“In the past two years, Microsoft has launched aggressive, Internet-based businesses that threatened the status quo in automobile retailing, newspapers, and travel,” reports Fortune’s David Kirkpatrick. Microsoft has launched “carpoint.com,” a Web site that allows consumers to make point-by-point comparisons among new cars of all makes and then solicit bids from nearby new car dealers. Carpoint.com is threatening General Motors’ “gmbuypower.com,” where customers can only buy GM cars. “With all deference to Mr. Gates,” said Ann Noel Pattyn, GM’s “top Nethead,” “I don’t think it is advantageous for one entity to get exclusive ownership of the World Wide Web.”
There is even a half-baked theory floating around that Microsoft is trapped in some kind of Marxist dialectic of self-destructive growth. “Microsoft has no choice but to expand,” says U.S. News & World Report. “It is driven by the rules of Wall Street, and those rules require that the company’s profits continue to grow by at least 20 percent a year…There is only one way Microsoft can continue to meet that target — by moving well beyond the desktop PC and into new business.” “Gates can’t afford to let Microsoft stop growing, even if a few customers’ flower beds get trampled,” echoes Fortune. “Its phenomenally talented staff is compensated largely by means of stock options. If Microsoft’s historic growth of 25%-plus per year slows and the stock’s steep climb halts, many of those people may no longer find it worthwhile to devote most of their waking hours to the company…This isn’t megalomania; it’s just business.”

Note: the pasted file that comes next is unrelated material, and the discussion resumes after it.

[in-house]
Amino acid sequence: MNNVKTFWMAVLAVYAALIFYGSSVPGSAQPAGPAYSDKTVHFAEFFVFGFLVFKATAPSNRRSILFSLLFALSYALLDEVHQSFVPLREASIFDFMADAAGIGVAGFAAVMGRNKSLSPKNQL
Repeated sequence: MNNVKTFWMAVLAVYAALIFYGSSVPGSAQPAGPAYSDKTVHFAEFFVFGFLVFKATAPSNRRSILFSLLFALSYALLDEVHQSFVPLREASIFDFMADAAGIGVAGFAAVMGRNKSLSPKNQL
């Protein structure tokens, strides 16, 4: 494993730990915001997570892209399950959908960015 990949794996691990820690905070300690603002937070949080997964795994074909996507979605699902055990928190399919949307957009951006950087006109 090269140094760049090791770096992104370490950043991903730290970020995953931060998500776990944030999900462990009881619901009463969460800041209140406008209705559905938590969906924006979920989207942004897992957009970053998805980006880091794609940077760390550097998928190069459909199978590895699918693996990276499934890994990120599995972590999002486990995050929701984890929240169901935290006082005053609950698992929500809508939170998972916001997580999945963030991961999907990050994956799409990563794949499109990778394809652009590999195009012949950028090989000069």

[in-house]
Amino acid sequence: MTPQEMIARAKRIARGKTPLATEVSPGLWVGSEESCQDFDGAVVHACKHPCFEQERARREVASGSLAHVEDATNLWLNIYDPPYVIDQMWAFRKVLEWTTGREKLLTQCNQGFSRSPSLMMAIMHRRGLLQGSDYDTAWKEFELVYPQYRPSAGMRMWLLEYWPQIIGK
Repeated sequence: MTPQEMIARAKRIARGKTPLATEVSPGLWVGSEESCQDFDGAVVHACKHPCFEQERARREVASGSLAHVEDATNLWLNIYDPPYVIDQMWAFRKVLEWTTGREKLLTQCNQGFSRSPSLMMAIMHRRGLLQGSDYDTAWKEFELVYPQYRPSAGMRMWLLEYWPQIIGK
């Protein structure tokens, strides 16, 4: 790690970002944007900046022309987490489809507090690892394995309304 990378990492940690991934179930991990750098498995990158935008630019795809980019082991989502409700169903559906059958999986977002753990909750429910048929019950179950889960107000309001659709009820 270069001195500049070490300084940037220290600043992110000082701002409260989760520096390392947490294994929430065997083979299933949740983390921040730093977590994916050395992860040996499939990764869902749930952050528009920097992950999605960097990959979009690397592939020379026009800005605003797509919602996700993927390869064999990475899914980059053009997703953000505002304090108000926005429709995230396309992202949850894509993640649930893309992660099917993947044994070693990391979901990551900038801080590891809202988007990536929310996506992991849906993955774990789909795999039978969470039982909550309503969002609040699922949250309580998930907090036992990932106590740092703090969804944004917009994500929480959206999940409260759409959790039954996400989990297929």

How did Microsoft become the most feared American corporation since Standard Oil? How did Bill Gates, the child prodigy from Seattle, become the object of a nationwide manhunt? The issues here are much greater than some alleged anti-trust violations. The story that follows is a history of a cultural transformation — as seen in the birth and growth of one corporate entity.